Wednesday, August 4, 2010

A mother struggles, bereft of arm and leg

A mother struggles, bereft of arm and leg

01:00 AM EDT on Thursday, July 29, 2010

By Toby Simon

The Providence Journal


(Read the original article here)

Twelve miles north of Port-au-Prince is Corail Camp, a planned relocation community home to 5,000 of the 1.5 million displaced people of Haiti. Corail is a vast and treeless plain with sun-bleached gravel instead of dirt. There, each family has a white semi-cylindrical tunnel tent. These are arranged in neat rows and organized by blocks. Compared with other camps and other outcomes, Corail is not such a bad place to end up. That’s where I, working in Haiti as a short-term disability consultant for the Women’s Refugee Commission, met Loufin, who is a resident of Block 4. It was the six-month anniversary of the earthquake and my first visit post-quake.

A beautiful woman with short hair and an expressive face, Loufin is a single mother living with three young children. When she does smile she has huge dimples. She had been a street vendor in Port-au-Prince, selling small household goods. On the day of the earthquake the store next to her stand collapsed on top of her. She was crushed beneath the concrete. When she was pulled from the rubble three days later, she was rushed to Santo Domingo where her right arm and left leg were amputated. She remained in the hospital for about a month, and was sent back to Haiti with a wheel chair. Someone gave Loufin a prosthesis for her leg. She doesn’t use it because she’s received no rehab services, occupational therapy or physical therapy.

In her tent she is alone with her kids. Her oldest, Tanya, is a darling 8-year-old with a lot of spunk. Loufin can’t use the latrines or showers in her camp because she can’t access them — her wheel chair doesn’t roll on gravel and it’s hard to negotiate on crutches. So she has a bucket inside her tent that she uses as a toilet and Tanya takes care of emptying it each day. Tanya also assists her with bucket baths, in her tent. The cash-for-work programs in the camp don’t hire disabled people. So Loufin has no income and dim prospects for the future.

Women in Haiti run the households. Men expect women to bear children, care for them, cook, clean and, of course, be sexually available to them. The assumption is that a woman living with a disability in Haiti can’t be a real woman because she can’t possibly fulfill her daily functions as provider.

Where does that leave Loufin and other newly disabled women? She feels abandoned and isolated. She said that she fears she might be left inside her tent to die since she can’t leave the tent without assistance. She says she’s received no program services because she would have to go and find them. None of the NGOs in Corail have paid her a visit — we were the first. Abaky, a young man around 28, is the president of Block 4. He looks after Loufin and is worried about her safety and well-being.

Our first day in Corail, everything was eerily neat and orderly. When we returned two days later to conduct the focus group with disabled residents, there was a distinctly different feeling. It seemed very chaotic. We found Abaky, who was very agitated. Apparently, just 24 hours earlier, strong winds went through Corail blowing tents away, collapsing others, and ripping many to shreds. Possessions were strewn everywhere. And it’s not even hurricane season. Corail — the model camp — had hundreds of collapsed tents.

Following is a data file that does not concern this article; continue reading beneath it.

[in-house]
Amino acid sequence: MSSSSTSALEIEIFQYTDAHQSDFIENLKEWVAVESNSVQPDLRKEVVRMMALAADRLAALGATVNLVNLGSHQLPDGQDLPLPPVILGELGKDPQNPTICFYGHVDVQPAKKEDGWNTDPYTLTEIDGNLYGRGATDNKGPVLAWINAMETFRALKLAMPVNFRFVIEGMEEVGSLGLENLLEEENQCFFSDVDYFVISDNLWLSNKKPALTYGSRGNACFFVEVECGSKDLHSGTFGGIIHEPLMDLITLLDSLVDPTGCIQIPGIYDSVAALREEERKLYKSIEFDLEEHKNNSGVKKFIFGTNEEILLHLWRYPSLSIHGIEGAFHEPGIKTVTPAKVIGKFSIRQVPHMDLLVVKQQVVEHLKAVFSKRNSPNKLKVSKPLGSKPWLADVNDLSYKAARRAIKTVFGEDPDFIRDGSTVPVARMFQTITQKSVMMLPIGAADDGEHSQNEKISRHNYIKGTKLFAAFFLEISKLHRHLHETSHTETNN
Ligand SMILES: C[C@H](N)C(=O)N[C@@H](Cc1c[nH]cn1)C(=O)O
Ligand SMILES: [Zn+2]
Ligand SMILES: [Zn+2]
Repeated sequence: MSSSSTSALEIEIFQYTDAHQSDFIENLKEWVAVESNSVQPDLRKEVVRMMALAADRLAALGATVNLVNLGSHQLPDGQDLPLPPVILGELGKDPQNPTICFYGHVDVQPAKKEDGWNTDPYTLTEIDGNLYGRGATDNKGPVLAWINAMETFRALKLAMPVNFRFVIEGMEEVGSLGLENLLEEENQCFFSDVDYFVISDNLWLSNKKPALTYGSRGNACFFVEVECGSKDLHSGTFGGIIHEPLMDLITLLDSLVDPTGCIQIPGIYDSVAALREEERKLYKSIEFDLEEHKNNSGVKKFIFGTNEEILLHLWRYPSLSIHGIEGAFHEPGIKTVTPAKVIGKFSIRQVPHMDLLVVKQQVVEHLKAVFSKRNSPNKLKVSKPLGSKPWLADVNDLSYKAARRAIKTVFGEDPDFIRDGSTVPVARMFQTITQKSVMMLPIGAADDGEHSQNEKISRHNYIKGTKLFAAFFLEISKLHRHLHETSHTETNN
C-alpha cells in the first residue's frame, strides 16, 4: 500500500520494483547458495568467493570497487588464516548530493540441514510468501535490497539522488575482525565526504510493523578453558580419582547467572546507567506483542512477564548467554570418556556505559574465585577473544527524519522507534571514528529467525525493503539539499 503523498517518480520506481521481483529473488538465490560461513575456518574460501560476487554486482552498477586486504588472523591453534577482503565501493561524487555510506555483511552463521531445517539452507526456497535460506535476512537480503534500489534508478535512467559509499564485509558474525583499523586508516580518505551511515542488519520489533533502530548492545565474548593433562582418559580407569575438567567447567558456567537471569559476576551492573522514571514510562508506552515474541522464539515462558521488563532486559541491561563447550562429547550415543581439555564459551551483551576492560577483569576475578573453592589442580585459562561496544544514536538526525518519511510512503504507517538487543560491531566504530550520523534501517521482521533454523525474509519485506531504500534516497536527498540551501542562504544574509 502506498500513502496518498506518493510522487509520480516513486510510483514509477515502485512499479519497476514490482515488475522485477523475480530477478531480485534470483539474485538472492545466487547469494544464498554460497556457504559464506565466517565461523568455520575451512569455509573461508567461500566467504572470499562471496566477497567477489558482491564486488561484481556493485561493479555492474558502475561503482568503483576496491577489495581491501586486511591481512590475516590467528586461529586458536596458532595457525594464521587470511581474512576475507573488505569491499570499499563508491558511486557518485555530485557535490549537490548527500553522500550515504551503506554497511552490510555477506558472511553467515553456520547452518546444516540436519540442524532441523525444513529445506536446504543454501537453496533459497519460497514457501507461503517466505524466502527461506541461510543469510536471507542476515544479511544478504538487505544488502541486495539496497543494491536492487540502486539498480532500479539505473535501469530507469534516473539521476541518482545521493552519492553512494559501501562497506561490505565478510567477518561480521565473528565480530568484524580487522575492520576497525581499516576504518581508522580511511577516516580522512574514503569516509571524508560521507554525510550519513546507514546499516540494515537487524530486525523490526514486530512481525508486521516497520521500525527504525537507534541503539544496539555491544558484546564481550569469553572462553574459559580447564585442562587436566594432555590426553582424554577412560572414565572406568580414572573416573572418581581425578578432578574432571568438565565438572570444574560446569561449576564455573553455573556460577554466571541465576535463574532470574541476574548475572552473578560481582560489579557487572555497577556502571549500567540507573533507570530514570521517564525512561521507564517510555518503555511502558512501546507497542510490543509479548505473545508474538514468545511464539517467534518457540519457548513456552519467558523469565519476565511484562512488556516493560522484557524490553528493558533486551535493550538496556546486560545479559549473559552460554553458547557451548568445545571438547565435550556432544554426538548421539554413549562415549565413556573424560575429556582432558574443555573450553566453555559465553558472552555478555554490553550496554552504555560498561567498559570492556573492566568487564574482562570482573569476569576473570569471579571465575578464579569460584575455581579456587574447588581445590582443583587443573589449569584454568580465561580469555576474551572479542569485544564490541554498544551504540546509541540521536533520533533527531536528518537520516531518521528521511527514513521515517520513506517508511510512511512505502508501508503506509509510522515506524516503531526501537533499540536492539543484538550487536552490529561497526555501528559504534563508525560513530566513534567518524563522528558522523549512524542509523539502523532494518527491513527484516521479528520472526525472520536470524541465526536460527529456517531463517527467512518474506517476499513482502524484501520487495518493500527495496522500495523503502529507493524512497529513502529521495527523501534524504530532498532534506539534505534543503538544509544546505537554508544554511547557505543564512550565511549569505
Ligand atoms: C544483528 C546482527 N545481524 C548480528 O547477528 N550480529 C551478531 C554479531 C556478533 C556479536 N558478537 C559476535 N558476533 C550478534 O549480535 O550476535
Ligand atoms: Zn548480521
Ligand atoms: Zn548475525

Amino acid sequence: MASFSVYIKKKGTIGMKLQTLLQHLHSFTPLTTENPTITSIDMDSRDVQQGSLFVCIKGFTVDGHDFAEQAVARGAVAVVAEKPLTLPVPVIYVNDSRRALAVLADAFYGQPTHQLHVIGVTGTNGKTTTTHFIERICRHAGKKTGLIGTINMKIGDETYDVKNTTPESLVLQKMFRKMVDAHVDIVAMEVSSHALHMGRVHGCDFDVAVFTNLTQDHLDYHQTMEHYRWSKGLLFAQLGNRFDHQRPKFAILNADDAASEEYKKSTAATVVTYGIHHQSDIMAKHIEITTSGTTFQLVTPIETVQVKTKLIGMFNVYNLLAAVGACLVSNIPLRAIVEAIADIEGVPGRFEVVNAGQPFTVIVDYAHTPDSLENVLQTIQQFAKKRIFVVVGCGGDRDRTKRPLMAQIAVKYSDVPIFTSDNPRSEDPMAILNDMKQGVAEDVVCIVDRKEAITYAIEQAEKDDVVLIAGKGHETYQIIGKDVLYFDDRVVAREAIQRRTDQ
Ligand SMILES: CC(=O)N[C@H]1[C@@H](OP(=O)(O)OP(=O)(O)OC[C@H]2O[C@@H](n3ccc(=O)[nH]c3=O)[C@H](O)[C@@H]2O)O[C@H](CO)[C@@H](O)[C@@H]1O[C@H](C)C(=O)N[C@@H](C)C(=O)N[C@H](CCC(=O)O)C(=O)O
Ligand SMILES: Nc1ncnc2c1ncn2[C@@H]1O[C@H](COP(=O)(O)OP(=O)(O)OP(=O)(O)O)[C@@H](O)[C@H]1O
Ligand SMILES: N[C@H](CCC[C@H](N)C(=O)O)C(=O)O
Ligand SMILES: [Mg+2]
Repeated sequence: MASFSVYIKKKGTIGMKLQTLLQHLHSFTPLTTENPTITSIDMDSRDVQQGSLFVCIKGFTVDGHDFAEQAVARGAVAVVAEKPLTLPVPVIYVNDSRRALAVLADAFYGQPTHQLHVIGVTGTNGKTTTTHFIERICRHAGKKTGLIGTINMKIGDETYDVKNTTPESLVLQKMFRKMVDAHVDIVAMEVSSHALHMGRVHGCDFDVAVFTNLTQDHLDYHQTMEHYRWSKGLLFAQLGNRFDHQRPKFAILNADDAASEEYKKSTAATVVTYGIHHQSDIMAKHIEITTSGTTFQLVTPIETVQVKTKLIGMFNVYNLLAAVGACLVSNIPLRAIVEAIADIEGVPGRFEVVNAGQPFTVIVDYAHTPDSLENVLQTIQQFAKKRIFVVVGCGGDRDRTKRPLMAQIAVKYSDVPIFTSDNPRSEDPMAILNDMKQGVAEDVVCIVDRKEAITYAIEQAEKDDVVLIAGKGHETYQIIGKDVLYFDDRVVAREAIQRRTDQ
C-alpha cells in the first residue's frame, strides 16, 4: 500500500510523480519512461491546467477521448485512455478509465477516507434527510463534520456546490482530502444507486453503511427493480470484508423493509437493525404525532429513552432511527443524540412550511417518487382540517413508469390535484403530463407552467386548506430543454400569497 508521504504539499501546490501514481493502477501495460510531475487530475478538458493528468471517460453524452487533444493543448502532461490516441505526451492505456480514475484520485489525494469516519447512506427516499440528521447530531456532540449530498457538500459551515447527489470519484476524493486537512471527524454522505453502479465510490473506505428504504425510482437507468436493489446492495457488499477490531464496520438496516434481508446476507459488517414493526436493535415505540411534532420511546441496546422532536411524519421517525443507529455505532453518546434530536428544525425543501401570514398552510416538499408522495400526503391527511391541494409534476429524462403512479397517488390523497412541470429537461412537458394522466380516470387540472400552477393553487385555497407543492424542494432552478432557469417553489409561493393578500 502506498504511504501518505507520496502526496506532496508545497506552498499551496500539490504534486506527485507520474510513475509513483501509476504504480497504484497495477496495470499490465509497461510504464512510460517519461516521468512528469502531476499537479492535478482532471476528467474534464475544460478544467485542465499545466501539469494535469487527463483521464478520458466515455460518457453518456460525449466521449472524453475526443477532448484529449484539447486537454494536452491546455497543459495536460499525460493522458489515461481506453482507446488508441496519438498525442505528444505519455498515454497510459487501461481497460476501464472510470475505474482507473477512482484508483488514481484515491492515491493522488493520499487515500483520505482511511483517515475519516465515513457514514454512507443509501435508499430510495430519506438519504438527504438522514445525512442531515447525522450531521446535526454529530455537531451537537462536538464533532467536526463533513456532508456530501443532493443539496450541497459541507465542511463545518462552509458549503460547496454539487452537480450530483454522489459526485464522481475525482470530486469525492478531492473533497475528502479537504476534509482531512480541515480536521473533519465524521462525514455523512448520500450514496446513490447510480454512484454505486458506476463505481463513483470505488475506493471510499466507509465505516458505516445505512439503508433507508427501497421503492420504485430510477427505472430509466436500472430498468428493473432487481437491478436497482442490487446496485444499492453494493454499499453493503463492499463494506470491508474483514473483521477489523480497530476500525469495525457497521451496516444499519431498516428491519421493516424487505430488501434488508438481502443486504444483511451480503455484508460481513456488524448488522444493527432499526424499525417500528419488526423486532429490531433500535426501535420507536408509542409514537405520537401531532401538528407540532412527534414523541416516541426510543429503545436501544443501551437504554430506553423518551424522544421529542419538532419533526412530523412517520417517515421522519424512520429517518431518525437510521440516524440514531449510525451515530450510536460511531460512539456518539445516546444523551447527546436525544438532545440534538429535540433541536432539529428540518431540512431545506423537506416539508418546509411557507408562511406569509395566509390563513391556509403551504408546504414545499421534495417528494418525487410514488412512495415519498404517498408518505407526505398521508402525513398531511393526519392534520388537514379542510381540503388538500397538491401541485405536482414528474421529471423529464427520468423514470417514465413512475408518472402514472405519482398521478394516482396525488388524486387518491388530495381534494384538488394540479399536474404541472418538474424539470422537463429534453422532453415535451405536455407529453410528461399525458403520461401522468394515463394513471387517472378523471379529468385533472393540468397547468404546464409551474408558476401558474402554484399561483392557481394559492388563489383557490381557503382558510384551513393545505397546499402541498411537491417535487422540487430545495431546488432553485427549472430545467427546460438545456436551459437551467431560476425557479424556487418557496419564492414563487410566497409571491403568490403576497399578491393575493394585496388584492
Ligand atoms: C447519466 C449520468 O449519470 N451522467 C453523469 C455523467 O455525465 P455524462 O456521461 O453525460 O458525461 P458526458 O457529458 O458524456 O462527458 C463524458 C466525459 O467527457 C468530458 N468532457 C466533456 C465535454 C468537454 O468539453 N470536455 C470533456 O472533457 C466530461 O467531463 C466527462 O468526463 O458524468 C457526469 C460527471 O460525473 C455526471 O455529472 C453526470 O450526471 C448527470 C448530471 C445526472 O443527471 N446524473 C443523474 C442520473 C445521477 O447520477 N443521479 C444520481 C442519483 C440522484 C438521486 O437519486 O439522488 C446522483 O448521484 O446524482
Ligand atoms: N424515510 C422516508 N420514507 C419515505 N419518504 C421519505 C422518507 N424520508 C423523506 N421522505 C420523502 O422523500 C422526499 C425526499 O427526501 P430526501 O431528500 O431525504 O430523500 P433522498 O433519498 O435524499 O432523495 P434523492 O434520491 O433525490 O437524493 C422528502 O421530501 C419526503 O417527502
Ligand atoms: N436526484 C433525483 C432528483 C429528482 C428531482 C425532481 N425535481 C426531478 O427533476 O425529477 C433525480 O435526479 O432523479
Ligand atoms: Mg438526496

I went to find Loufin. She was waiting for our focus group to start. She flashed her lovely smile when she saw me, and I asked her what happened the day before. She, of course, was inside her tent with her three kids. Theirs was one of the tents that collapsed entirely, on her and the kids. She says she was frightened because she wasn’t sure what would happen next, but soon Abaky arrived to help her.

The plight of Haitians living with disabilities has always been difficult. Exclusion and isolation have been the norm. Special-education schools do not exist. Few policies ensure the full participation in society of disabled people. In some families, these children are abandoned. The streets of Port-au-Prince are difficult to negotiate — someone walking with crutches or in a wheel chair often is the recipient of angry comments about taking up space in the street.

People with disabilities possess valuable skills, knowledge and experience. The disabled people we talked to in the camps want access, opportunity and inclusion. They seek educational opportunities to develop new skills and ways to generate income. Perhaps Haiti’s crisis will bring attention to the needs of the disabled.

One of the rare “positives” that may emerge from this disaster is that advocacy for the disabled might grow, since now, it seems, everyone knows someone who became disabled after Jan. 12. The psychologists in Haiti now talk with survivors about the “nouvo nomal” — the “new normal.”

And the Haitians refer to that day as “douz janvye” (Jan. 12) just as we refer to 9/11. As journalist Michael Deibert writes, “all Haitians want is a decent country.”

Toby Simon is director of the Bryant University Women’s Center.

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